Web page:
Ironically, the baseball players benefited from the cards, but were instrumental in its demise. The season-ending baseball strike of 1994—when the Players Association and the owners disagreed over a salary cap—was essentially the end of the baseball card, Jamieson writes. The card companies didn’t know how to prepare for next season, not that it would have done much good. Hoping to appease the investors and not the kids, too many companies produced too many cards. The cards became expensive for kids, and with too many options, Jamieson observes, there was no common pool to trade from. Kids flocked to video games and other card games like Magic: The Gathering or Pokemon. “The Players Association, the league, the card companies—everyone wanted more,” Ted Taylor, a former executive with the card company Fleer, explains to Jamieson. “And the guy they were trying to get money from ran out of money. I could never get my colleagues to understand: There’s not as much money and interest as you think there is.”

Baseball cards have become an old man’s pursuit, a rich man's pursuit. Card-grading (which is just what you think it is) is a profitable business; “sports-specific” auction houses for “investors who could afford the most costly of baseball cards” thrive. Bill Mastro, who formed the first of these auction houses, spelled out his entrepreneurial logic to Jamieson: “. . . I’m going to do it for the guys who have the money. The rest of the guys—and hey, some of them are my friends—but sorry, you’re going to get sucked into the wake. That’s the way it is.”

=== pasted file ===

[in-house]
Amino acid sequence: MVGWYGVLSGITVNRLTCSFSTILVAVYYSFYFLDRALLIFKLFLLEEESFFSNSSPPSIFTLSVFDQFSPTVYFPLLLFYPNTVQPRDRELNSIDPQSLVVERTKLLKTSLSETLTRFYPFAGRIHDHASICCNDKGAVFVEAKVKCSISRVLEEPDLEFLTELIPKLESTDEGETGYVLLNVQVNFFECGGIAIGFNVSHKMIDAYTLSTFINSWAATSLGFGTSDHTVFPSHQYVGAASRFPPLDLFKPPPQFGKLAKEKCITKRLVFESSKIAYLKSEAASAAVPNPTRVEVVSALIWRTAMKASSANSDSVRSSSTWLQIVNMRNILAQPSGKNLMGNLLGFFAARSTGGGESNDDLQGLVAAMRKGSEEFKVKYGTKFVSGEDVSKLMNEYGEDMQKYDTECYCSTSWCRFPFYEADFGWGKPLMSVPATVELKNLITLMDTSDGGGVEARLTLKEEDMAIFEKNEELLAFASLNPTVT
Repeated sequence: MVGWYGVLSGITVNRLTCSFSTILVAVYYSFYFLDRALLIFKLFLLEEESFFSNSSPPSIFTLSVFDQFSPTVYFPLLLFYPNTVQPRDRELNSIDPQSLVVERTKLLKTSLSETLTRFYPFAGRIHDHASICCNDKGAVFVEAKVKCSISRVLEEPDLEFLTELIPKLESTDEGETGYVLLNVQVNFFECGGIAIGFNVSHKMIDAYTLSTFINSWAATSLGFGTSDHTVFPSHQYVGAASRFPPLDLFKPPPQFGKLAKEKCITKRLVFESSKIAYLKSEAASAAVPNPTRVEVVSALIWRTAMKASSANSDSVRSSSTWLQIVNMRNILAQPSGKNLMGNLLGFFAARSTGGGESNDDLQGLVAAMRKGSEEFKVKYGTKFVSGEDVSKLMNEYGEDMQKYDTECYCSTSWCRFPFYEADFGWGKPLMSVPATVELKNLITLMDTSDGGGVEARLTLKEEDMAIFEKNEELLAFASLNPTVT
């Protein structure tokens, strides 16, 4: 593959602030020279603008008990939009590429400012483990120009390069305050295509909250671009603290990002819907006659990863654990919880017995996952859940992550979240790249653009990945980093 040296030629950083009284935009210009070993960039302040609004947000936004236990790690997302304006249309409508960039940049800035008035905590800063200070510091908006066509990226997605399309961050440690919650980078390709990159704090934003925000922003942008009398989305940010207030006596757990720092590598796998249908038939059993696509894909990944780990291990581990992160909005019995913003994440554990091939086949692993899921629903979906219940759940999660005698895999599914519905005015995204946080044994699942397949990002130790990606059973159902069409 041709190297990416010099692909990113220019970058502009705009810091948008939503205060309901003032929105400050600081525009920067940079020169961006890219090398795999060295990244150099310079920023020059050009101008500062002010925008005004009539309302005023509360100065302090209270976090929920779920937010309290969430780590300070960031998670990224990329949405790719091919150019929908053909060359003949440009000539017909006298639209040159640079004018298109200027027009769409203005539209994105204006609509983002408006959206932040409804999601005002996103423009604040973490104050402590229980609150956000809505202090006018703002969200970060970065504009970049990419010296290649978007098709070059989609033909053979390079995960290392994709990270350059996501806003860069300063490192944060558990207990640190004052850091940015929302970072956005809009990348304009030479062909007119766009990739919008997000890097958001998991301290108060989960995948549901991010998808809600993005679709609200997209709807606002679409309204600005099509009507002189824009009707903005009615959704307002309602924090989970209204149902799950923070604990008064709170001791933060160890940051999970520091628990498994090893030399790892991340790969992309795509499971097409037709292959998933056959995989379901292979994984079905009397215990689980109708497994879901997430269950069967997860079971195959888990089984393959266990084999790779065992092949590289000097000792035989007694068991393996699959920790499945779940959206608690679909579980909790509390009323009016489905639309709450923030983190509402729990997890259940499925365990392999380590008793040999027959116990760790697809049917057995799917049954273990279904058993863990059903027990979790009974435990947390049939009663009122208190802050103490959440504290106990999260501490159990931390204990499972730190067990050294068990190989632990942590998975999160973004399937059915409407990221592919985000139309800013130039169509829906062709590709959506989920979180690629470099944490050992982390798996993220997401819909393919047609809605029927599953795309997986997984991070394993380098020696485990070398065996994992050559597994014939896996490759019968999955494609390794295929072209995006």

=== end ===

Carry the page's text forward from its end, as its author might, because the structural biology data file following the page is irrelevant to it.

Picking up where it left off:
It’s probably best to be sucked into the wake. The hobby is rife with despair and anger. Mastro, whose auction house was investigated by the FBI, had a bitter parting with his partner, Rob Lifson. Legendary collector Jefferson Burdick was a lifelong bachelor who devoted his life (literally) to his hobby, which eventually wound up in the Metropolitan Museum of Art. Collector Mike Gidwitz plans to sell much of his collection, half of which his brother claims belong to him. “They remind me of this bad, unfortunate thing,” Gidwitz says. “It’s changed, and it’s not fun in the way it used to be. Now it’s all about the money.”

The sad history of the baseball card needs to be altered. Near the end of the book, Jamieson urges baseball cards to return to their past as “cheap playthings” that can actually, you know, be touched and not sheathed in bulletproof plastic. I agree wholeheartedly. Kids should see a pack of baseball cards and get excited about tearing it open to see what’s inside, gladly ignoring the childhood ban on touching. Maybe they’ll learn to love reading and numbers. Maybe they’ll make some memories instead of misguided investments. It’s time to open the cards and enjoy them.

Books mentioned in this column:
Mint Condition by David Jamieson (Atlantic Monthly Press, 2010)
Maus I: A Survivor's Tale: My Father Bleeds History by Art Spiegelman (Pantheon, 1986) 

Pete Croatto’s essays, criticism, and humor writing have appeared in
MAD, Publishers WeeklyBookPage, and the (Newark) Star-Ledger. He also reviews movies for ICON and, and maintains a movie blog. Pete currently lives in central New Jersey with three bookshelves made by his dad and an overused library card. Contact Pete.